Perth Scorchers showed their class with a five wicket win against Hobart Hurricanes at the WACA.
Perth Scorchers 5 for 168 (Bancroft 54, Turner 50*) beat Hobart Hurricanes (Milenko 66*, Agar 2-14) by five wickets
Scorecard and ball-by-ball details
Once again, it was the Hobart Hurricanes in third position taking on the team in second. Once again, the team from Hobart couldn’t quite get over the line. Once again, their opponent went top of the table, and now all of Hurricanes’ hopes are pinned on winning their last game of the season against the Melbourne Stars.
Perth Scorchers, meanwhile, have the chance of yet another home final after running down Hurricanes’ 167 with four balls to spare. Both sides stuttered at the halfway mark before finding a strong finish and ending up five wickets down. The Hurricanes total was built on the back of a fightback half-century from Simon Milenko, but Scorchers found a couple of fifties of their own from Cameron Bancroft and Ashton Turner to seal a close finish.
Wade up your options
It hasn’t been the greatest season for Matthew Wade, dumped as wicketkeeper for Australia’s Test and ODI teams, struggling for Tasmania, and failing to set the BBL alight. But a new challenge arose because of Alex Doolan’s recent concussion, with Wade sent up to open the innings with D’Arcy Short.
It wasn’t easy, with Mitchell Johnson fast and fiery from the get-go. Wade was nearly knocked over keeping out a yorker, while short balls trampolined to the keeper. Johnson conceded just three runs from the bat in his first over. But Wade did the damage against Joel Paris, slamming four balls to the fence and one over it for 22 from the second set of six.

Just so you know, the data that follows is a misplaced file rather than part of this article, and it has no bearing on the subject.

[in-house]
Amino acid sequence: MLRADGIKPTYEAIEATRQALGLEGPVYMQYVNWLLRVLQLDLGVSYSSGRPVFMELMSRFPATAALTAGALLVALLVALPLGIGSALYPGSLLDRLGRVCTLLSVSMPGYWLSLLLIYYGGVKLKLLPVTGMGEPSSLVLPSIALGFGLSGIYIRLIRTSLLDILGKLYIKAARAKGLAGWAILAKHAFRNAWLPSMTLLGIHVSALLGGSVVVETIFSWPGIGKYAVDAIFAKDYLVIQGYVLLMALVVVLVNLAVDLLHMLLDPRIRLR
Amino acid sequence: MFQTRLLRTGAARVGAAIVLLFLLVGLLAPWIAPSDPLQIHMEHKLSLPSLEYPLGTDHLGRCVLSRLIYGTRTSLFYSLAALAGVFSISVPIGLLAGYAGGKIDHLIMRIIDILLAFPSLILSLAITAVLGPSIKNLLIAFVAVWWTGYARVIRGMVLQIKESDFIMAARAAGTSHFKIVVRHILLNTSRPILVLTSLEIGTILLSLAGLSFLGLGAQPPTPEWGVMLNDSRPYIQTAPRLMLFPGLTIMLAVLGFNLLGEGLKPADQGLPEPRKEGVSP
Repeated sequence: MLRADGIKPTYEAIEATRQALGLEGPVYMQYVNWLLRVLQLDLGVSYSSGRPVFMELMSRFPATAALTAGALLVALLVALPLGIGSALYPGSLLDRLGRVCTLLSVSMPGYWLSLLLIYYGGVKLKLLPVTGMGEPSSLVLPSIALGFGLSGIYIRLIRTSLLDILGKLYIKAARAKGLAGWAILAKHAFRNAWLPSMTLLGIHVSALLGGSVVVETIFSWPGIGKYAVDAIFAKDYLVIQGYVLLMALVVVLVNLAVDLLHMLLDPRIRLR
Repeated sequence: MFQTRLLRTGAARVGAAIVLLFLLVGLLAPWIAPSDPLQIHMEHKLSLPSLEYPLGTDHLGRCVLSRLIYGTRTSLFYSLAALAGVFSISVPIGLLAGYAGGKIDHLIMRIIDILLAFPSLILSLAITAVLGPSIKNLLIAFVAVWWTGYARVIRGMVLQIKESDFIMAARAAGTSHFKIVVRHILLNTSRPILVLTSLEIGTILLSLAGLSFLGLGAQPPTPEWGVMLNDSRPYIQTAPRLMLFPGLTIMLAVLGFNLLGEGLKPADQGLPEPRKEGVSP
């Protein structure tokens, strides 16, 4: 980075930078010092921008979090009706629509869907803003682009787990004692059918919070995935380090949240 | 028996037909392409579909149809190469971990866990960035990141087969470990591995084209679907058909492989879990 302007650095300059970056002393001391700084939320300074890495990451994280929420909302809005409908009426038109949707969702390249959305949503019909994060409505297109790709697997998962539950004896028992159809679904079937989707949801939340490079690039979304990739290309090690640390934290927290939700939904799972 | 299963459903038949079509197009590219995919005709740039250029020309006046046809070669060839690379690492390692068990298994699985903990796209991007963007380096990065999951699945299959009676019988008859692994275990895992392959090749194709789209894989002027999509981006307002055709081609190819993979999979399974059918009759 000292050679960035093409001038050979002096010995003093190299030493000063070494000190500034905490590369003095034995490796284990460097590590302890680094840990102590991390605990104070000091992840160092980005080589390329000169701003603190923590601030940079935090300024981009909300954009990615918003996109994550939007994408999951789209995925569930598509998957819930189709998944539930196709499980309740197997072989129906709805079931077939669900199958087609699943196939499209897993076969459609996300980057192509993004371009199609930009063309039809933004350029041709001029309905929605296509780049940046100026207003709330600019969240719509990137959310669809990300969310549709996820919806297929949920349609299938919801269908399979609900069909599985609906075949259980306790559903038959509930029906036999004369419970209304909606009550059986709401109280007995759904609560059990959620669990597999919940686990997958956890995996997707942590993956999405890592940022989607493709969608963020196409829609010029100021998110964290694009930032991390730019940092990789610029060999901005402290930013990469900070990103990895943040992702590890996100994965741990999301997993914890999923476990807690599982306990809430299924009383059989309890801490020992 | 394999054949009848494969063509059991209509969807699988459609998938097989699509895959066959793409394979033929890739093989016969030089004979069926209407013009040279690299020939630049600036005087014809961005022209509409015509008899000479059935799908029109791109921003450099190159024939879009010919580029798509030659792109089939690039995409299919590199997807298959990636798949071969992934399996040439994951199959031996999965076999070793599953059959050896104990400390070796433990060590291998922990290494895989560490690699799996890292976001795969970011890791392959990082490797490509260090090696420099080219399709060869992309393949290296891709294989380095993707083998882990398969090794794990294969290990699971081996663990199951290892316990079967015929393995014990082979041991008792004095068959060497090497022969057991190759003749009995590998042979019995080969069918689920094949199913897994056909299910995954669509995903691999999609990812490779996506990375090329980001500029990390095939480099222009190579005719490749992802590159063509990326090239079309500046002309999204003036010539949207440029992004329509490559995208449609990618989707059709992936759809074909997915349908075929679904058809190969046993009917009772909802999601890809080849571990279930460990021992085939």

Paris got his man in the fourth over, but 31 from 16 was the fast start Hurricanes required. Short, the talk of the tournament, had only 6.
Are you Agar jelly?
What T20 side wouldn’t be jealous of having Ashton Agar? He’s a lock for the Australian T20 team, with national selectors bound to further raid Scorchers’ bowling stocks just before the Big Bash final. His economy rate of 5.51 per over puts him among Big Bash royalty.
Agar kicked things off by catching Short at mid on before bowling the 7th over. His first eight deliveries were all to George Bailey, and cost one run. Four balls to Ben McDermott cost another single.
Starting Agar’s third over, McDermott decided it had to go. Only problem was he missed the ball, giving up a stumping as it dropped shorter and spun past the edge. Then Agar came wide on the crease and angled in to bowl Dan Christian. Three overs, two wickets for five runs, and the Hurricanes were 4 for 69 from 11 overs.
Gotta be made of Milenko
No one could hit Agar, but Milenko got him in the 13th. No one could hit Johnson, but Milenko got him in the 15th. First a sweep, then a hook that went 100 metres, then a couple of sixes off Tim Bresnan. Bailey fell, Jofra Archer came to the crease, but Milenko kept going, pumping Johnson for a straight six that raised his fifty from 29 balls. The all-rounder finished unbeaten with 66 off 37, having masterminded 101 off the last 10 overs. Johnson’s 0 for 35 was his worst return in the BBL, and Hurricanes’ sub-par total had become 167, the exact average winning score when batting first in BBL07.
Archer on target again
Against the Strikers, Archer kept hitting the stumps, either with yorkers or run-out throws. This time he was zeroing in with the short ball to end the fifth over, a nasty bouncer that hit Michael Klinger’s grille and bounced back onto his stumps.
Later, in the 16th, Archer produced a frankly absurd piece of fielding, charging around at long-on, picking up cleanly, and throwing down the stumps at the striker’s end of the pitch with a direct hit as Adam Voges tried to complete a second run. Bullseye.
Bancroft Turner Overdrive
It wasn’t quite enough, though. With Sam Whiteman superbly caught Short in the first over, and Christian bowling Hilton Cartwright in the 10th, it was 2 for 76, advantage Hurricanes. But Bancroft and Turner put on 38 together before Australia’s new Test opener was caught behind for 54 in the 14th over. At that stage the run rate was 8.31, the required rate 8.59. It was set up beautifully for Turner, one of the more destructive batsmen in the competition.
Hobart stayed in it until there were eight balls to go. Christian had bowled a suffocating line and length, aiming at the batsmen’s heels and giving up only singles, but eventually Turner was able to dig him out, first for a four that hit the long-on gap, then for a six. Archer bowled the last, but with only five runs to defend, the ask was too much even for the man with the golden arm.